Today primary care physicians generally lack the time, resources, and support to provide the recommended preventive screening and chronic care services to patients. In fact only about half of adult patients receive all recommended preventive care services.
As a result, standing orders are not always given. Standing orders authorize nurses and other non-physician clinical staff to provide services according to a preapproved protocol without a physician’s examination. Standing orders have been shown to improve provision of vaccinations and other health screenings but in many cases, standing orders are not yet routinely used.
To try to eliminate the problem, AHRQ funded a two year grant standing order project with the Practice Partner Research Network (PPRNet) for $458,000 to study if screening gaps in patient’s EMRs were highlighted, then would better preventive care services be provided.
PPRNet established by the Medical University of South Carolina includes 193 physicians practicing in 42 states with more than 1,000 providers and serves 2 million patients. PPRNet participants use a common EMR to submit quarterly data, to receive benchmarking and performance improvement reports, and to participate in research studies.
PPRNet launched the standing order project after successfully responding to an RFP from AHRQ. The study enables eight PPRNet primary care practices to authorize non-physician clinical staff to view a template used in the EMRs to help highlight gaps in care for 15 preventive services that can affect patients.
The eight practices include five family practices, one internal medicine practice, and two multi-specialty practices located in rural and urban regions in eight different states. Clinics ranged in size from two providers serving 1,200 patients to 25 providers serving 28,800 patients.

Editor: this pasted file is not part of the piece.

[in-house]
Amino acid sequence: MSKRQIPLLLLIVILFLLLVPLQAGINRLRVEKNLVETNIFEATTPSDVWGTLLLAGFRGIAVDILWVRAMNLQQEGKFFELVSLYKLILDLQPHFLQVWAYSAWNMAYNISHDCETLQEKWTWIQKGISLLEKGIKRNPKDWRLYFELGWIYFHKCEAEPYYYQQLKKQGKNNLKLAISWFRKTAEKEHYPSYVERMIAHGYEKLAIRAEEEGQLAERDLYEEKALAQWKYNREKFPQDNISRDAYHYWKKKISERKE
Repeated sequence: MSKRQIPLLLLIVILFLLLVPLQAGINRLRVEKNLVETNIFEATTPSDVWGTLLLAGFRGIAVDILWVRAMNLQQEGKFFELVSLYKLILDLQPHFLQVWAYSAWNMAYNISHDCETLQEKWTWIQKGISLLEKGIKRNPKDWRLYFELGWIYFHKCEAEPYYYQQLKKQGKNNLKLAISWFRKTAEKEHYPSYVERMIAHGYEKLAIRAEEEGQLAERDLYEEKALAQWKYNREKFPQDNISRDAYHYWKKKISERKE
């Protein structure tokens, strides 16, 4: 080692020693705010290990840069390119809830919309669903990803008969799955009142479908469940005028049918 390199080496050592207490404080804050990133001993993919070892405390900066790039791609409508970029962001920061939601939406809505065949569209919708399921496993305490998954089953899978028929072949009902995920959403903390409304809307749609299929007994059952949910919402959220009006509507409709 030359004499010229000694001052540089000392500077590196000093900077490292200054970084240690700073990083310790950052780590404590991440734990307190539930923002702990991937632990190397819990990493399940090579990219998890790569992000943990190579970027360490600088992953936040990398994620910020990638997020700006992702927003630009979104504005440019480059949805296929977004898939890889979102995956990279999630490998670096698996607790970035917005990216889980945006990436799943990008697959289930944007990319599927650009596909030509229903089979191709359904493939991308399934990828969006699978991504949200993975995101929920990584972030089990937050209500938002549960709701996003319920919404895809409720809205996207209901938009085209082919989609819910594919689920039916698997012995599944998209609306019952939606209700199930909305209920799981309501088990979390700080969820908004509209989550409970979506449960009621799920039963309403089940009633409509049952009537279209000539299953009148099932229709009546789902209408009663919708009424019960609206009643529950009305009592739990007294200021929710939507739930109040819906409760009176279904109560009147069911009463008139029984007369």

To start the study, each practice developed an implementation plan, which involved working with technology savvy staff to make changes to the template, create a standing order protocol for the staff, and develop a communication plan.
During the patient’s visit, a non-physician discusses preventive care needs with the patient and administers or provides a referral for all services the patient agrees to receive. The review with the patient includes preventive care screenings such as for diabetes and immunizations.
The results show that the program significantly improved the ability of the practices to accurately identify care gaps before visits and address those specific gaps during the visit, which led to significant increases in the percentage of eligible patients receiving needed services.
For more information, contact Lynne Nemeth PhD, RN at the Medical University of South Carolina firstname.lastname@example.org or call (843) 792-9122.